One of the mysteries of the English language finally explained.
- another term for coitus
- ‘However, she said that she hasn't had coition with Calvin in over twelve years.’
- ‘Franklin, 154 Mass. 515, 516 (‘The consummation of a marriage by coition is not necessary to its validity’).’
- ‘More often than not, the retort to this rhetorical question involves obscene invective, drawn from the vulgar nomenclature regarding genitalia and the act of coition.’
- ‘Then we'll cap off the cozy celebration with some caressing, cuddling and coition on cotton.’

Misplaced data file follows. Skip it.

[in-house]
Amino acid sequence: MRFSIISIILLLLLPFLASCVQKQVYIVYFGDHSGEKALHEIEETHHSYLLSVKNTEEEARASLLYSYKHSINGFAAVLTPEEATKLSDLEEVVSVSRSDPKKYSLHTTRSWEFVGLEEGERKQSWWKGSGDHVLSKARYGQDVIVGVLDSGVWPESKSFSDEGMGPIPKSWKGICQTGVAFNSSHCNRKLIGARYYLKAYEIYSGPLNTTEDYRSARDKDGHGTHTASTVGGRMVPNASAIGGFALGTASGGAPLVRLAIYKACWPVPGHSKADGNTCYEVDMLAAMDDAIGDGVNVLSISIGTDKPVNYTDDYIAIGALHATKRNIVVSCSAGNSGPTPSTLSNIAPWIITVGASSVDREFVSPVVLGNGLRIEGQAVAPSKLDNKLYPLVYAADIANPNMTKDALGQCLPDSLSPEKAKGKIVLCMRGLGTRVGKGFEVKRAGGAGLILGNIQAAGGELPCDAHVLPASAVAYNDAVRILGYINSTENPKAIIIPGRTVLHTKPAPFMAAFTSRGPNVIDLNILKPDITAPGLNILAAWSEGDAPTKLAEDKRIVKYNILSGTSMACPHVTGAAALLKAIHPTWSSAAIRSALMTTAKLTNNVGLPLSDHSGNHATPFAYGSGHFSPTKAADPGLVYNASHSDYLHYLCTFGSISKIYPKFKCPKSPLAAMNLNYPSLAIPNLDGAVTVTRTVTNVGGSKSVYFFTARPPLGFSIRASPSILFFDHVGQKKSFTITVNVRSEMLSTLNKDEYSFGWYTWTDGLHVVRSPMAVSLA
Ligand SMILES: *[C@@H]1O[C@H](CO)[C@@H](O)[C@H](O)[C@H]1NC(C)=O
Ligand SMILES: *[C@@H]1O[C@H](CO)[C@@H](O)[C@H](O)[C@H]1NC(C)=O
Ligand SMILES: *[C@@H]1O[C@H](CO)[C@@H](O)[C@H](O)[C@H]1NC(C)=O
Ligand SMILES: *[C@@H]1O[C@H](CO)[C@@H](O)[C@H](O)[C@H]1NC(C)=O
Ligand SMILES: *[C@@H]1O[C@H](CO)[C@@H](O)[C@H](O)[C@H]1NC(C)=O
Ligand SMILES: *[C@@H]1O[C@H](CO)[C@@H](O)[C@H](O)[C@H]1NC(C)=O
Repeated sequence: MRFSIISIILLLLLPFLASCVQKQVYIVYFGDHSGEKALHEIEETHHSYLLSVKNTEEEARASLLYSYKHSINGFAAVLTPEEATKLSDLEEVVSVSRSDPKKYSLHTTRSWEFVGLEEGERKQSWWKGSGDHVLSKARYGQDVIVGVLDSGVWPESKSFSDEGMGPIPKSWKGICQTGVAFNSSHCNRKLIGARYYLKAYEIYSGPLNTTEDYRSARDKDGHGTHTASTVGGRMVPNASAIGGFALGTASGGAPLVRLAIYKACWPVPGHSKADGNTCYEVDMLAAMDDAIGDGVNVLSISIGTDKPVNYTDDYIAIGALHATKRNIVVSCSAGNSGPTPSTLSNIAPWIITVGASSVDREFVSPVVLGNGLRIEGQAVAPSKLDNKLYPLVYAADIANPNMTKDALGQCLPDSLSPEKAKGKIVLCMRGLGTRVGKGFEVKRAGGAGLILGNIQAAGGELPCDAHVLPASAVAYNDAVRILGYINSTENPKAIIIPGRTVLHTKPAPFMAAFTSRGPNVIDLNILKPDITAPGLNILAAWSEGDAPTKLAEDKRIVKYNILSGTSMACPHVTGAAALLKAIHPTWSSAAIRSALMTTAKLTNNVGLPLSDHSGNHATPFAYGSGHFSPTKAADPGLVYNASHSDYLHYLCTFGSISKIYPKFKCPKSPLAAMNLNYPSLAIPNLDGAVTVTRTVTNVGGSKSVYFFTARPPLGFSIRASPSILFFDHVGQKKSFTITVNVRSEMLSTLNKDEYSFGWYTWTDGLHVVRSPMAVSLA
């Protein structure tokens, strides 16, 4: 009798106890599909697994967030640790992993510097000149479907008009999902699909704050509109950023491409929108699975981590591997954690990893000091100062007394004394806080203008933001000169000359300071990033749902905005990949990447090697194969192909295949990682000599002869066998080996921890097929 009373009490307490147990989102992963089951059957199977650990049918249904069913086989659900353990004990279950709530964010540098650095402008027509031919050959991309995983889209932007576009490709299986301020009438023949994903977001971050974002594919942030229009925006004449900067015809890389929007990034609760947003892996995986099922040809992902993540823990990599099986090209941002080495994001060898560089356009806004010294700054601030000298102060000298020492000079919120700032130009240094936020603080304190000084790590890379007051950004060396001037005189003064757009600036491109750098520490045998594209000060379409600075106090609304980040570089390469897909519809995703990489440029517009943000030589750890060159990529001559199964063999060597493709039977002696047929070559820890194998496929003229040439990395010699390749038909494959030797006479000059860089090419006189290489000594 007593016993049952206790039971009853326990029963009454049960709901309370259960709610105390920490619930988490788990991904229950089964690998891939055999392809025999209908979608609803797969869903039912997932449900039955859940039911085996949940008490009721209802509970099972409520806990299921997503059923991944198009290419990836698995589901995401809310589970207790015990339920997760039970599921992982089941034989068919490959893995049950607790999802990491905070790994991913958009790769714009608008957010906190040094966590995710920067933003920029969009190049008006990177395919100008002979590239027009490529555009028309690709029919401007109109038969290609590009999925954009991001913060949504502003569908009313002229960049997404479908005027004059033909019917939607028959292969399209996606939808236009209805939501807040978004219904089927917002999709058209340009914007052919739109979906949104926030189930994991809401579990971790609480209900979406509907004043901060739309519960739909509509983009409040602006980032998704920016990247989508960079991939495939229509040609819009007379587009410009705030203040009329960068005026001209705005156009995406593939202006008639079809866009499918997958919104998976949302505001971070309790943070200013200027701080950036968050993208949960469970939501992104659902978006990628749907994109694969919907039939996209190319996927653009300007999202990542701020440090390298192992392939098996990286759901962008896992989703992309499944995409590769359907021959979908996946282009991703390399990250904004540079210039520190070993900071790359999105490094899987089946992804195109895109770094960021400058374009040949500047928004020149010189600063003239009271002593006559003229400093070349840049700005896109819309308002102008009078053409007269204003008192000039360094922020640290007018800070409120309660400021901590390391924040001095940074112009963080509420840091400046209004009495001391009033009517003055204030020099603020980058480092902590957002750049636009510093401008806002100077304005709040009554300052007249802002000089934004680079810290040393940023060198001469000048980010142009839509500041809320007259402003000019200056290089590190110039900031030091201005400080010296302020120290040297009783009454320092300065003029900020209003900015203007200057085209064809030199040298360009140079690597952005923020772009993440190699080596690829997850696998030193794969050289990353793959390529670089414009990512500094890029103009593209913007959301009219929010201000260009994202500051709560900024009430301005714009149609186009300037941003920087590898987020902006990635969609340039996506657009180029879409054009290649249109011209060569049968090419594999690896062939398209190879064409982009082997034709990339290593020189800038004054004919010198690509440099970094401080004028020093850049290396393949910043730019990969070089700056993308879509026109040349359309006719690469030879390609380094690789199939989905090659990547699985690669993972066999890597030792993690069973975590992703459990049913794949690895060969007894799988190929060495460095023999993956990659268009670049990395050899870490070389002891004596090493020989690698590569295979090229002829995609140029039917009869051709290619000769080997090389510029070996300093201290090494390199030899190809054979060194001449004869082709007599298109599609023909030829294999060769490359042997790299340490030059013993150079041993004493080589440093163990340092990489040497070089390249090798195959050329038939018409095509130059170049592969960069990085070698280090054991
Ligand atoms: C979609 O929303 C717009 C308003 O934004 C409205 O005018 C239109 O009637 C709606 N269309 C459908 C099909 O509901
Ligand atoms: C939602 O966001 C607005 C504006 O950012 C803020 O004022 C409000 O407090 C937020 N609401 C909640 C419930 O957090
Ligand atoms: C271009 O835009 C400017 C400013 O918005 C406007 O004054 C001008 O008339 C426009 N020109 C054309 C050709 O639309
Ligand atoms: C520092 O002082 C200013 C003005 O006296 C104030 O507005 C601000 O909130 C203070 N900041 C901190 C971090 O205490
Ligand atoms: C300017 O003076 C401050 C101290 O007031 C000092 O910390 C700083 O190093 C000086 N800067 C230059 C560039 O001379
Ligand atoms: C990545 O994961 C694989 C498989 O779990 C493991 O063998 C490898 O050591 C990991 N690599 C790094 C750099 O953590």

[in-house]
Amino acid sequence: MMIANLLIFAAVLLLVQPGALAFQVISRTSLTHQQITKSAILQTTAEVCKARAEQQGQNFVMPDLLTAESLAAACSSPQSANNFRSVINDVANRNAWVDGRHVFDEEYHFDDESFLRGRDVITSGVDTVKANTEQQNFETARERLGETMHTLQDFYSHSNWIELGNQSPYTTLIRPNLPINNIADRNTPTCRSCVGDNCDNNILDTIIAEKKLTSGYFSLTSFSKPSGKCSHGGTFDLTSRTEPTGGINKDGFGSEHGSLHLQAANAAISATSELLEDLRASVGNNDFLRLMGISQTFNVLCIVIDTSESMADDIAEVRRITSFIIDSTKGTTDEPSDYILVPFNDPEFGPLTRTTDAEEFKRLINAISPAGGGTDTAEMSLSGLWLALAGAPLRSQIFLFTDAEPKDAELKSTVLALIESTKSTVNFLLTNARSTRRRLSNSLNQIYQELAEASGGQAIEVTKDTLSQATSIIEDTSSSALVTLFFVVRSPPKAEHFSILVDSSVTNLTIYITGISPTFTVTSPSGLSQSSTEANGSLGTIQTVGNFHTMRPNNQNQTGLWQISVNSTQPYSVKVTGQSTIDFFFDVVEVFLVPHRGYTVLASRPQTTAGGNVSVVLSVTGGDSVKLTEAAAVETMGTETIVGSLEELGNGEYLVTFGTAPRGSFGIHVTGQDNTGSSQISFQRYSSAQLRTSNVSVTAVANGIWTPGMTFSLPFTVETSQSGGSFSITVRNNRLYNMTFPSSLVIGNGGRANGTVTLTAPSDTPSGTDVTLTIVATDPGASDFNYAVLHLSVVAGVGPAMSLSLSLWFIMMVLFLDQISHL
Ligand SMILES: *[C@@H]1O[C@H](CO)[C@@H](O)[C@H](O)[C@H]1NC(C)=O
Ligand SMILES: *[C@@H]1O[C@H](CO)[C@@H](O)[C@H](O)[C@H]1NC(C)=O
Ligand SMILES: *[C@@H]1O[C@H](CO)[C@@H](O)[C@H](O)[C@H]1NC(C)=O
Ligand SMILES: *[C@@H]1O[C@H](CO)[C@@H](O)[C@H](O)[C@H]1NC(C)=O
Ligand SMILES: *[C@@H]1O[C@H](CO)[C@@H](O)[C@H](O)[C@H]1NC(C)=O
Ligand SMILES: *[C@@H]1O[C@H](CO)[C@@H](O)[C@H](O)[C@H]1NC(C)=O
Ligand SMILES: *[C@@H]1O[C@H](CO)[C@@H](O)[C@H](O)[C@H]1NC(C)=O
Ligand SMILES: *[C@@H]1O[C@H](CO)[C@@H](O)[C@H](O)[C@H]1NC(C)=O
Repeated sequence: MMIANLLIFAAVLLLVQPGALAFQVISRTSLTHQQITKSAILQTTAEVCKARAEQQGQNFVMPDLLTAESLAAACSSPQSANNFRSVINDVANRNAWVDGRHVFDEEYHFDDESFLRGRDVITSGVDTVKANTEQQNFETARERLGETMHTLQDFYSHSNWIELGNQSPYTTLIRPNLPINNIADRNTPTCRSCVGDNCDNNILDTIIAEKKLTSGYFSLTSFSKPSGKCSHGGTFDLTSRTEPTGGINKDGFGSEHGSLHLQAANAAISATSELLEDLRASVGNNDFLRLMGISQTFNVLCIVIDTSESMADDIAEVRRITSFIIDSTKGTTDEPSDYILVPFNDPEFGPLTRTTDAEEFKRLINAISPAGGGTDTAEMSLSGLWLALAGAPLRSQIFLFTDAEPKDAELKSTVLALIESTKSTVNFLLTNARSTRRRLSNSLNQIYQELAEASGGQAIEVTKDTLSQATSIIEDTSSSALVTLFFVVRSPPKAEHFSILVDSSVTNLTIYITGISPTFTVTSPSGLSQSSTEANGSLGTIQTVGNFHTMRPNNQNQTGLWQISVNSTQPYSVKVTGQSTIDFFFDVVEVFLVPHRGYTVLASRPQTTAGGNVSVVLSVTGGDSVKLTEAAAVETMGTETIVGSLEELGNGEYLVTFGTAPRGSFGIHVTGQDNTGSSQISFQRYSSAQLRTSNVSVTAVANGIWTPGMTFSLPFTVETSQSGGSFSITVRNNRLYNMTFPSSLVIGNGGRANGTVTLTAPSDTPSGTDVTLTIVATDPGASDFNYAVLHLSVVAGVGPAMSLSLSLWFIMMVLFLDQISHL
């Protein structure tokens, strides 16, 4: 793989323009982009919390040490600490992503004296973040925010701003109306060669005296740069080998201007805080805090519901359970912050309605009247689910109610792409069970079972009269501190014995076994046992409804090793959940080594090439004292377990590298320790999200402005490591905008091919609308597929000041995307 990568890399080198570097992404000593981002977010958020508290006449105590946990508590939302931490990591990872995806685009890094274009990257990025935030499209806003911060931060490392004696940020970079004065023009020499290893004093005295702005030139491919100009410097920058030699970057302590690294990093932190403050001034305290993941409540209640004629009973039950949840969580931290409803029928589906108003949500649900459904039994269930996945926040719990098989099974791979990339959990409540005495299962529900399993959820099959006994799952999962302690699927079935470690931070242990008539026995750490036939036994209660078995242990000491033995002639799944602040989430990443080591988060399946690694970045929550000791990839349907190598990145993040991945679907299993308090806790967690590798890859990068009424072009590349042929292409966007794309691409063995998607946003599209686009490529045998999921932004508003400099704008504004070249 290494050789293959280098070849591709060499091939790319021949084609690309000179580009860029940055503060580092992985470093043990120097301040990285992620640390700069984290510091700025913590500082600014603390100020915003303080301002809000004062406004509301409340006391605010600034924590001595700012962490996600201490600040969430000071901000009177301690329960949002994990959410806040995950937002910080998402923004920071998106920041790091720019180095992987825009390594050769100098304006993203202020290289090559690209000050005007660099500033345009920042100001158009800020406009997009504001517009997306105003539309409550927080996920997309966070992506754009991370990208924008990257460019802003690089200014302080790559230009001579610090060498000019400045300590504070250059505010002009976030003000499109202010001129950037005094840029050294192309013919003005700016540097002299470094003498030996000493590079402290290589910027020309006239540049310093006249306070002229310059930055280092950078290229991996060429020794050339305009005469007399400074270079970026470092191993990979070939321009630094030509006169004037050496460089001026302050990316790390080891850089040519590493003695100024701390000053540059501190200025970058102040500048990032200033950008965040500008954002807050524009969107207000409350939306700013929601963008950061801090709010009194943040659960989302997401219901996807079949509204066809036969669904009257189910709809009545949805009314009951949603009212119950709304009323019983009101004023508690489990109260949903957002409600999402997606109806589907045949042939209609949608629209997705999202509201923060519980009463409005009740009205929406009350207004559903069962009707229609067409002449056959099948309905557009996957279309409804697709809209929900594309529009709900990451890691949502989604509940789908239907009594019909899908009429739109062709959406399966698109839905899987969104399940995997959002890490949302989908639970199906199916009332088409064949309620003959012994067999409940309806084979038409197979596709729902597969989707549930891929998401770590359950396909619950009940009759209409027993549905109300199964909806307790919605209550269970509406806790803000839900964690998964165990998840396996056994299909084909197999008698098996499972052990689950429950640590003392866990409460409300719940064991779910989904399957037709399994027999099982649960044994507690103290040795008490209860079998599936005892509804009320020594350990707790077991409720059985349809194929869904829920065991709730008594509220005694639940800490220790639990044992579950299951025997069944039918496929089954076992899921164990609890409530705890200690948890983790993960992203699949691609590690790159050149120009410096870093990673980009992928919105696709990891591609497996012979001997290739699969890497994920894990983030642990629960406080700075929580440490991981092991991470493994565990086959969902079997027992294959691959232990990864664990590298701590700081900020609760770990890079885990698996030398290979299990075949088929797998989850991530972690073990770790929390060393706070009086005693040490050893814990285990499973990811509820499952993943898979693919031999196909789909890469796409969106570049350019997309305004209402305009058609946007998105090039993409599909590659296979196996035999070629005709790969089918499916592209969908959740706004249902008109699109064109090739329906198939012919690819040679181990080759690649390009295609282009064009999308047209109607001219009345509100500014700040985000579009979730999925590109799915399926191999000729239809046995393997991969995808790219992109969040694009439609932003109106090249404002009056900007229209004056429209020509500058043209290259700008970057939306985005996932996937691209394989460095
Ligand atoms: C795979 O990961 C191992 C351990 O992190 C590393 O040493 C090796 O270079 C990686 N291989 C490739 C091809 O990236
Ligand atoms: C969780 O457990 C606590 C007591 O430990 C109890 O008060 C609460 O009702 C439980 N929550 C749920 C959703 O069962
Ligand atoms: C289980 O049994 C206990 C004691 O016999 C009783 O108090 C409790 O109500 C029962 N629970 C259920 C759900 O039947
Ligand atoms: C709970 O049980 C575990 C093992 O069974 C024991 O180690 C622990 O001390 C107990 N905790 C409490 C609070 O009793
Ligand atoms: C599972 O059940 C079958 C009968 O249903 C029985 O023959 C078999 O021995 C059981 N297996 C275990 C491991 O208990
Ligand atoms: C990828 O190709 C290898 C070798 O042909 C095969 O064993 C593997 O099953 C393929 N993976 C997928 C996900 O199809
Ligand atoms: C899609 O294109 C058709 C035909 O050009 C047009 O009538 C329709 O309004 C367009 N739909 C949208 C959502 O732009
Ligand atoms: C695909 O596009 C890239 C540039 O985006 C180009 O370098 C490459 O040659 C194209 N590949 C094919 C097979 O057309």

- ‘In the novel Larch abjures sex after contracting gonorrhoea during his sole act of coition.’
- ‘In some other place, both within the circle and simultaneously outside it, a young man named Gary was frozen in coition with a young lady named Sarah.’
- ‘He relaxed into the coition, laying his head upon her shoulder, slowing himself down.’
Mid 16th century (in the sense ‘meeting or uniting’): from Latin coitio(n-), from the verb coire, from co- ‘together’ + ire ‘go’.
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